We got the latest quarterly economic growth numbers today, and they’re pretty striking:

The U.S. economy grew at its fastest rate in more than a decade between the months of July and October, helped by a surge in consumer spending, according to government data released Tuesday morning.
The Commerce Department said gross domestic product growth hit an annualized rate of 5 percent in the third quarter, revised upward from the previous estimate of 3.9 percent. Not since 2003 has the economy expanded so quickly.
The third quarter performance, coupled with 4.6 percent growth in the second quarter, amounts to the best sign since the Great Recession that the U.S. recovery has hit its stride.

The simple way to look at the political implications of these numbers is to say that it’s good for Democrats, since there’s a Democrat in the White House. And though it’s extremely unlikely for growth to stay over 5 percent for any length of time — it’s been 30 years since we had more than two consecutive quarters at that level — if both growth and job creation remain strong for the next two years, it’ll be somewhere between difficult and impossible for a Republican to win the White House in 2016, since the state of the economy swamps every other issue in presidential campaigns.

That’s the simple way to look at it, and it’s not wrong. But there’s another layer to the state of the country’s economy that could make things more complicated for both parties. It has to do with the difference between the two numbers that get the most attention — job creation and GDP growth — and the rest of how Americans experience their economic and working lives.

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If you listen to the way President Obama talks about the economy these days, you’ll notice that he always says both that things are going well and that “we have more work to do.” It’s a way to assure people that he understands that they don’t feel secure and that many may not have gotten back to where they were before the Great Recession. On the other side, for a long time Republicans would say, “Where are the jobs, Mr. President?” But they can’t say that anymore, nor can they complain about growth being weak.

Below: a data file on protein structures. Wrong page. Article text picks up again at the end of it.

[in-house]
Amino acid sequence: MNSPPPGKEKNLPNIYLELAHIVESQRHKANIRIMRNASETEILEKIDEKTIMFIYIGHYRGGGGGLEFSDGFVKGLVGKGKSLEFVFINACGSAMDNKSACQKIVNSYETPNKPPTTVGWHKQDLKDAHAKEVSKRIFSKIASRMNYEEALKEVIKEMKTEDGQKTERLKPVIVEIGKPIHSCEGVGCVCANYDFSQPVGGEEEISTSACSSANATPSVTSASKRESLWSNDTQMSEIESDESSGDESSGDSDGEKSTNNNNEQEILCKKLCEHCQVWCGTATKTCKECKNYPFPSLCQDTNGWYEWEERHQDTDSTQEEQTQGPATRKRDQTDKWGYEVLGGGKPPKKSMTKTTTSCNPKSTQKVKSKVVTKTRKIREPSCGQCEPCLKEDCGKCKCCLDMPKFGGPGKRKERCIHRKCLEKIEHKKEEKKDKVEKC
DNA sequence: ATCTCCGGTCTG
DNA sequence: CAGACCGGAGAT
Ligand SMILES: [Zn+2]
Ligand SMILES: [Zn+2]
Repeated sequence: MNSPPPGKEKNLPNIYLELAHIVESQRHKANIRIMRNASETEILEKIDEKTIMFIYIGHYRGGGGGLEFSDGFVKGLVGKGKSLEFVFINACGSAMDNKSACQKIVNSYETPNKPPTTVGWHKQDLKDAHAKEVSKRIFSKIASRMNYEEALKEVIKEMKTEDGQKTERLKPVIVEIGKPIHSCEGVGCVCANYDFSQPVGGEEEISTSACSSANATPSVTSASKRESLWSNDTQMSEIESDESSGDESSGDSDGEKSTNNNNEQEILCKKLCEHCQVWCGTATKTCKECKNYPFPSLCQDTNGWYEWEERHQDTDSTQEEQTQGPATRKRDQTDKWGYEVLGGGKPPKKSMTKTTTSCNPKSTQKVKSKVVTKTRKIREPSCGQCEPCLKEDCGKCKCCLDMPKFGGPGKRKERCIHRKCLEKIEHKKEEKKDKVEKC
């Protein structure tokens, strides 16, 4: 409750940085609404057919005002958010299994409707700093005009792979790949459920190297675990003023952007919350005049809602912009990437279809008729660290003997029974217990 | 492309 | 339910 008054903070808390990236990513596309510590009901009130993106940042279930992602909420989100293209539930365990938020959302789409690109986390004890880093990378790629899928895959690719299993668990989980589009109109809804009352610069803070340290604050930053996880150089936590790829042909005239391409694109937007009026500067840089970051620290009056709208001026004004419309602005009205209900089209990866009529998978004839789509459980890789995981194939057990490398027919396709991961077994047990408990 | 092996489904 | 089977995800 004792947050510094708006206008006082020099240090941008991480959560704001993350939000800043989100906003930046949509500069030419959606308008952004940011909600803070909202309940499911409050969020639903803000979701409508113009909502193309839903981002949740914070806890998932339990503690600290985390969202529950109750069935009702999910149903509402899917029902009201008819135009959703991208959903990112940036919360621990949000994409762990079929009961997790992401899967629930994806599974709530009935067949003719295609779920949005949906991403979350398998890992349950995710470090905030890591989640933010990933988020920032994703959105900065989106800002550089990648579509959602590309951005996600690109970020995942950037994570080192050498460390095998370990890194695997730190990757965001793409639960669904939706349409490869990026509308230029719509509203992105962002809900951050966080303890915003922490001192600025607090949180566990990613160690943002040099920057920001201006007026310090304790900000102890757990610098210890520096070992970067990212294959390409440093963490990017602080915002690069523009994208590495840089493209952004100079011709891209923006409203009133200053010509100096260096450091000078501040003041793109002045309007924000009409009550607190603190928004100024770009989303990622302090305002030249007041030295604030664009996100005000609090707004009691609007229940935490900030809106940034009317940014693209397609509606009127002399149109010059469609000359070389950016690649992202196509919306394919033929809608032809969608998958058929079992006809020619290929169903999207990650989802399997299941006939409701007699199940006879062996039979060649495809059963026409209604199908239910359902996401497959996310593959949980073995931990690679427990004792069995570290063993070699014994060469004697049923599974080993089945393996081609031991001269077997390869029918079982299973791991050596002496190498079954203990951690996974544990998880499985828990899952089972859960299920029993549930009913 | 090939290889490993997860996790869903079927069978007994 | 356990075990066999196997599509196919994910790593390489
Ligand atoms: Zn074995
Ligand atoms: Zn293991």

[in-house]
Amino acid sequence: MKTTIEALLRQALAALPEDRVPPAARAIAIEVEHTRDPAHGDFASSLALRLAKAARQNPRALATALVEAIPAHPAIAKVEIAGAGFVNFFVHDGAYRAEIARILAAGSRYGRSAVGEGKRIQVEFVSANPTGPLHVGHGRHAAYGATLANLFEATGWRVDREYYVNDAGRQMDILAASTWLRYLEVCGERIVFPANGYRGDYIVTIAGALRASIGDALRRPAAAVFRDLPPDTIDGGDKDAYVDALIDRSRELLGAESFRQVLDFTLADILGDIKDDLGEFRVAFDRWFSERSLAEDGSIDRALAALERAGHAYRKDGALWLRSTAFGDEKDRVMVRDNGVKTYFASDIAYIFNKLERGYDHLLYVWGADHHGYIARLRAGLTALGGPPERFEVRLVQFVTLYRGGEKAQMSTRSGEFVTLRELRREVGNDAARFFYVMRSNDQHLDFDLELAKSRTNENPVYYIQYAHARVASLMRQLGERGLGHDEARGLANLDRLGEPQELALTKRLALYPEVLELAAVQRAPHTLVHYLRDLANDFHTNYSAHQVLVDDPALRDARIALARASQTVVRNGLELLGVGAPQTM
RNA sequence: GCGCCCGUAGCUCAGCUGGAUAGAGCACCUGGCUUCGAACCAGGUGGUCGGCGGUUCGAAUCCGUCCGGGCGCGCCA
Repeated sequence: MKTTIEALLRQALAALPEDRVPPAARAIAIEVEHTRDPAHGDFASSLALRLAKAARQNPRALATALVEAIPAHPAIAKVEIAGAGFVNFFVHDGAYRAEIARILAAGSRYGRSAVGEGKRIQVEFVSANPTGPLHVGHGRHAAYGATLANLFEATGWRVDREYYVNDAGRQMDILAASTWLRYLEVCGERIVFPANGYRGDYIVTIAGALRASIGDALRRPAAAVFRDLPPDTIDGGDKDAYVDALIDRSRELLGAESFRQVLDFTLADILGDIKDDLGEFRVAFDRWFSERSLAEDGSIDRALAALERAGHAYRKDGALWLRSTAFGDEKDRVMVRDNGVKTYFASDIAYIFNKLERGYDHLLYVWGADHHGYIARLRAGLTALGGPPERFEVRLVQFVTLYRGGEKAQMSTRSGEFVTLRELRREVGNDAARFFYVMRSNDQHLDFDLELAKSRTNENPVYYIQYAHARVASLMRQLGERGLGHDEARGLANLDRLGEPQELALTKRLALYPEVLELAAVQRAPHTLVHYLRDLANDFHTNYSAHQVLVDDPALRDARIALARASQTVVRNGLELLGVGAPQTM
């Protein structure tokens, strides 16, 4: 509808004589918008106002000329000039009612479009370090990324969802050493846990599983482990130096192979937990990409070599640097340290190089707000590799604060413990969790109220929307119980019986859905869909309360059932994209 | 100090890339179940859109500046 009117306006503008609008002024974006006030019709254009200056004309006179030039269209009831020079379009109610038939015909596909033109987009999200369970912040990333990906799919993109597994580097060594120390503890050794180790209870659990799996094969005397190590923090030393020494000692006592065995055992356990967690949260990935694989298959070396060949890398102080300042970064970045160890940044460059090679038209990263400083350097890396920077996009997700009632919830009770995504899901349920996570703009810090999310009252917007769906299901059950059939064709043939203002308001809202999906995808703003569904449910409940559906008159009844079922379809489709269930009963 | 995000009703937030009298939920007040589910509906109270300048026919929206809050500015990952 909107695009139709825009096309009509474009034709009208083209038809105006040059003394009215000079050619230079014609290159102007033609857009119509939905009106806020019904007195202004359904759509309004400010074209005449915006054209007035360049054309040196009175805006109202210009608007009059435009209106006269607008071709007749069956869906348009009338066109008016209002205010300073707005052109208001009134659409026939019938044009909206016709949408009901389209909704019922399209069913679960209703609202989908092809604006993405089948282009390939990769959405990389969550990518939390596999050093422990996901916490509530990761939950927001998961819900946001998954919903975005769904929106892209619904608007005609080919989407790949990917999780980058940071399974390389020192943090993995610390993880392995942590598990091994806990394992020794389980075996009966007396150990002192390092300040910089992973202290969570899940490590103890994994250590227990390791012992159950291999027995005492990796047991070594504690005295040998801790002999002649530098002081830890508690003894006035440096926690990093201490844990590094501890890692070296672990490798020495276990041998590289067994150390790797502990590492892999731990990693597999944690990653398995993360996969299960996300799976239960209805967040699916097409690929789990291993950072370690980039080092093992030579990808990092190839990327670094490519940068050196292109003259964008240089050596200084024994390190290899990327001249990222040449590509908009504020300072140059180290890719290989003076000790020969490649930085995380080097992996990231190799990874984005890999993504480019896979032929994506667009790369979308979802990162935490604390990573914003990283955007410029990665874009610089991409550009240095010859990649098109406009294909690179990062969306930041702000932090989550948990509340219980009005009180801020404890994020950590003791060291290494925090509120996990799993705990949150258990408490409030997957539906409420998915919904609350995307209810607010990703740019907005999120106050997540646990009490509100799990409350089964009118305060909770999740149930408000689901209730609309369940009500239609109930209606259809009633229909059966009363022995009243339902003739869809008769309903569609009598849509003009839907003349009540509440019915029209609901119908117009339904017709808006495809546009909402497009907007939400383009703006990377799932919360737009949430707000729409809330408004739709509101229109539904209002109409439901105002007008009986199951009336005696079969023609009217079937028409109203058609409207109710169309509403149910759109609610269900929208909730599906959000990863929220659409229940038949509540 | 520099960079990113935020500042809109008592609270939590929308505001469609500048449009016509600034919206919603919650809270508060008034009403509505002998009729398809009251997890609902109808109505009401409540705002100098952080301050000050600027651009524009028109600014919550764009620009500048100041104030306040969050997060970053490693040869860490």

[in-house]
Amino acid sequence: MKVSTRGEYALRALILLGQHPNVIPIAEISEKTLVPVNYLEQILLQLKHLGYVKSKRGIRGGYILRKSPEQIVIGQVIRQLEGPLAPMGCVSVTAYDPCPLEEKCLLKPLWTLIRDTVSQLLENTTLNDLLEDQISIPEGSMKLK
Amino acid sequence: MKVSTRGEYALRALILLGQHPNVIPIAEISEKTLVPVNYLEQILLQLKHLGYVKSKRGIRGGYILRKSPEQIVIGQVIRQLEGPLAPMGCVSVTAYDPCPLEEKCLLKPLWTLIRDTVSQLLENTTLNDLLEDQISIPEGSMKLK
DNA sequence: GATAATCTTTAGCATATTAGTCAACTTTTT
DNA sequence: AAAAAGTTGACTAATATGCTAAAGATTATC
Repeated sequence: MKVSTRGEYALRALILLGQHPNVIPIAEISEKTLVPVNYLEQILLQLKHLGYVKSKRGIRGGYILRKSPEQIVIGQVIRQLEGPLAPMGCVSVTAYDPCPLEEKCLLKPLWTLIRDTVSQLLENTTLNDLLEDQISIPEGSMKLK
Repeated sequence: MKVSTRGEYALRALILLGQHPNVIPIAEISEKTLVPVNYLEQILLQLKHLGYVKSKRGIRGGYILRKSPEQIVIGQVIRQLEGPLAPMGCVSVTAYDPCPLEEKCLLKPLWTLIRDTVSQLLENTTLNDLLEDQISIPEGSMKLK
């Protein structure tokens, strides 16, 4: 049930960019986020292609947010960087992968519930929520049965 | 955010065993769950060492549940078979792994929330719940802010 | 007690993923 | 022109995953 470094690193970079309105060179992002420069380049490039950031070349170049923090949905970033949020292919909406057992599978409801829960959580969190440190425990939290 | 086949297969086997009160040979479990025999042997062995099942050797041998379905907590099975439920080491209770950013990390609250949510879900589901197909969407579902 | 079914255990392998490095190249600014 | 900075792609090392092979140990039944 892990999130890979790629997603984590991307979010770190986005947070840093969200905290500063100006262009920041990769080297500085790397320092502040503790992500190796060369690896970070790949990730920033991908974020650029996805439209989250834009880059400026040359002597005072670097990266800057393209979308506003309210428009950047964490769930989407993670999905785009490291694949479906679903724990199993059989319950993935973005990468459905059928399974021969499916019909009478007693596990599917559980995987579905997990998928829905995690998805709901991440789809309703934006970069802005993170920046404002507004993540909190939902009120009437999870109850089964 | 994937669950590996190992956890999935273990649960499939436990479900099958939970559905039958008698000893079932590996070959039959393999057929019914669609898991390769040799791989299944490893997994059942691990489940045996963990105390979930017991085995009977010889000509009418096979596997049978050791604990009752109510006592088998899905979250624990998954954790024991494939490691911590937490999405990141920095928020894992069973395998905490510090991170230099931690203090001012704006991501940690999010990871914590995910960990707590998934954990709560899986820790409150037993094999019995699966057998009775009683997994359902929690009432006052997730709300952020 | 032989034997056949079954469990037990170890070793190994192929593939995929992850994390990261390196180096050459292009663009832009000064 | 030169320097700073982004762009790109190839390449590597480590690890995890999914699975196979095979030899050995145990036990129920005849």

The economic debate of 2016 will start in about a year from now. While there could certainly be a downturn between now and then, let’s assume for the moment that the momentum continues. How could Republicans make a case that although growth and job creation are strong, all is still not well? Even if that’s what Americans feel, it would be a difficult case for Republicans to make, because those top-line figures are what they generally point to when they discuss the economy. What else can they build their case on? They aren’t going to talk about the stock market or corporate profits, not only because those have both performed spectacularly during the Obama presidency, but because they know that ordinary people don’t much care.

And they aren’t going to talk about the things that really make people worried. The most important fact of the American economy in the past few decades may be its failure to produce rising wages, but that’s not something Republicans are particularly concerned with. Their economic focus is usually on business owners — the taxes they pay, the regulations they have to abide by, and so on. Even if you believe that helping those owners is the best way to help the people who work for them, you’re going to have a hard time finding Republicans who want to talk about something like wage stagnation.

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And the arguments Republicans always make against Democratic proposals aimed directly at workers, like increasing the minimum wage or expanding health coverage, are that the proposals will cost jobs and hinder growth. So they can’t turn around and say, “OK, so growth and job creation may look good, but the real problem is what people earn and how they’re treated on the job.” That’s just not in the Republican DNA.

If there’s an accompanying problem for Democrats, it’s that voters could look at the Obama years and say that yes, it’s now a lot easier to find a job, but the jobs don’t pay what they should or offer the same security and dignity they used to. The American economy is a much crueler place than it once was, and two terms of a Democratic administration haven’t done enough to reverse that evolution.

That could be a genuinely biting critique. But fortunately for Hillary Clinton (or whoever the 2016 Democratic nominee is), Republicans are the last ones who are going to make it.

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